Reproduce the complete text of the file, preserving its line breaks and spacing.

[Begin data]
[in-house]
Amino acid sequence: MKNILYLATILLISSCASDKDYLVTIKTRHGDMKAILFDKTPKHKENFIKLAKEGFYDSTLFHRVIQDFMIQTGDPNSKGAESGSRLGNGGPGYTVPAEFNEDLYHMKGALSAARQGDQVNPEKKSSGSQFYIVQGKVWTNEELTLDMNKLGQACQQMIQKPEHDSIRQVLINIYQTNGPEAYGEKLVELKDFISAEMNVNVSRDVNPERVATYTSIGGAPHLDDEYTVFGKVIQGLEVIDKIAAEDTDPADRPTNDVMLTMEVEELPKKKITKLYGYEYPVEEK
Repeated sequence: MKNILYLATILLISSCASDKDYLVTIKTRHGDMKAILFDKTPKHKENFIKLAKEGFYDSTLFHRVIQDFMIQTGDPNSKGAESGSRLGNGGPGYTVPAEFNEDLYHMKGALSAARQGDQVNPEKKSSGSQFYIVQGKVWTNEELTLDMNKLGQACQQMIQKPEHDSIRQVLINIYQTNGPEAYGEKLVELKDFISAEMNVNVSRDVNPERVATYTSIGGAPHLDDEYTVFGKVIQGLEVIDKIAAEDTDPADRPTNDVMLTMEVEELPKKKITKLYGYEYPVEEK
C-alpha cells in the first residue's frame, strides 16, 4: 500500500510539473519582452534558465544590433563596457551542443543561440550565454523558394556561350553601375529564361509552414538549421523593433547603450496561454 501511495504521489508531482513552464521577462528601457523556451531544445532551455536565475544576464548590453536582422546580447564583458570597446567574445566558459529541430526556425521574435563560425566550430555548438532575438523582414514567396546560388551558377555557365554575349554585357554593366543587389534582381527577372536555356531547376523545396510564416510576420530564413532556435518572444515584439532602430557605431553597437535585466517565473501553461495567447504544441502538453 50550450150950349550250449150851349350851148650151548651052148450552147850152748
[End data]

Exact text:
[in-house]
Amino acid sequence: MKNILYLATILLISSCASDKDYLVTIKTRHGDMKAILFDKTPKHKENFIKLAKEGFYDSTLFHRVIQDFMIQTGDPNSKGAESGSRLGNGGPGYTVPAEFNEDLYHMKGALSAARQGDQVNPEKKSSGSQFYIVQGKVWTNEELTLDMNKLGQACQQMIQKPEHDSIRQVLINIYQTNGPEAYGEKLVELKDFISAEMNVNVSRDVNPERVATYTSIGGAPHLDDEYTVFGKVIQGLEVIDKIAAEDTDPADRPTNDVMLTMEVEELPKKKITKLYGYEYPVEEK
Repeated sequence: MKNILYLATILLISSCASDKDYLVTIKTRHGDMKAILFDKTPKHKENFIKLAKEGFYDSTLFHRVIQDFMIQTGDPNSKGAESGSRLGNGGPGYTVPAEFNEDLYHMKGALSAARQGDQVNPEKKSSGSQFYIVQGKVWTNEELTLDMNKLGQACQQMIQKPEHDSIRQVLINIYQTNGPEAYGEKLVELKDFISAEMNVNVSRDVNPERVATYTSIGGAPHLDDEYTVFGKVIQGLEVIDKIAAEDTDPADRPTNDVMLTMEVEELPKKKITKLYGYEYPVEEK
C-alpha cells in the first residue's frame, strides 16, 4: 500500500510539473519582452534558465544590433563596457551542443543561440550565454523558394556561350553601375529564361509552414538549421523593433547603450496561454 501511495504521489508531482513552464521577462528601457523556451531544445532551455536565475544576464548590453536582422546580447564583458570597446567574445566558459529541430526556425521574435563560425566550430555548438532575438523582414514567396546560388551558377555557365554575349554585357554593366543587389534582381527577372536555356531547376523545396510564416510576420530564413532556435518572444515584439532602430557605431553597437535585466517565473501553461495567447504544441502538453 50550450150950349550250449150851349350851148650151548651052148450552147850152748